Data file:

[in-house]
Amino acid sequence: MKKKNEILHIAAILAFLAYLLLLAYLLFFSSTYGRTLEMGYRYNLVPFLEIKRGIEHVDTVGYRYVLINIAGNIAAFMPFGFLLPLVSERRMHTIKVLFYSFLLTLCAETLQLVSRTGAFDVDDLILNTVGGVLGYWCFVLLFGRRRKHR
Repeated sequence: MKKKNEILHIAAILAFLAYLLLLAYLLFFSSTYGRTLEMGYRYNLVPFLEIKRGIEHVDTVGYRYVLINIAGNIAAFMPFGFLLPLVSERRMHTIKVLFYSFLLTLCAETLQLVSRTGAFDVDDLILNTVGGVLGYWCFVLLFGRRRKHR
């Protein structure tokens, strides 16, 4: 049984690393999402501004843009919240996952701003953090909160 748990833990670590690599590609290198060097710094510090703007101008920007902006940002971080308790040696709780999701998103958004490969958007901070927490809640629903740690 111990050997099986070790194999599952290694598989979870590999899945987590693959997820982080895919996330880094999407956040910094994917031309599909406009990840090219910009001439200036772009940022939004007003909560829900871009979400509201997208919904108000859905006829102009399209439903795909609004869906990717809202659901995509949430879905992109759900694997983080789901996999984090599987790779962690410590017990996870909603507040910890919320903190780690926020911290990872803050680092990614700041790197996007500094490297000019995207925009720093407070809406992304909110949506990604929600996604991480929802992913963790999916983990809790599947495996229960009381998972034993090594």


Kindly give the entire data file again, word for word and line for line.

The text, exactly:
[in-house]
Amino acid sequence: MKKKNEILHIAAILAFLAYLLLLAYLLFFSSTYGRTLEMGYRYNLVPFLEIKRGIEHVDTVGYRYVLINIAGNIAAFMPFGFLLPLVSERRMHTIKVLFYSFLLTLCAETLQLVSRTGAFDVDDLILNTVGGVLGYWCFVLLFGRRRKHR
Repeated sequence: MKKKNEILHIAAILAFLAYLLLLAYLLFFSSTYGRTLEMGYRYNLVPFLEIKRGIEHVDTVGYRYVLINIAGNIAAFMPFGFLLPLVSERRMHTIKVLFYSFLLTLCAETLQLVSRTGAFDVDDLILNTVGGVLGYWCFVLLFGRRRKHR
């Protein structure tokens, strides 16, 4: 049984690393999402501004843009919240996952701003953090909160 748990833990670590690599590609290198060097710094510090703007101008920007902006940002971080308790040696709780999701998103958004490969958007901070927490809640629903740690 111990050997099986070790194999599952290694598989979870590999899945987590693959997820982080895919996330880094999407956040910094994917031309599909406009990840090219910009001439200036772009940022939004007003909560829900871009979400509201997208919904108000859905006829102009399209439903795909609004869906990717809202659901995509949430879905992109759900694997983080789901996999984090599987790779962690410590017990996870909603507040910890919320903190780690926020911290990872803050680092990614700041790197996007500094490297000019995207925009720093407070809406992304909110949506990604929600996604991480929802992913963790999916983990809790599947495996229960009381998972034993090594």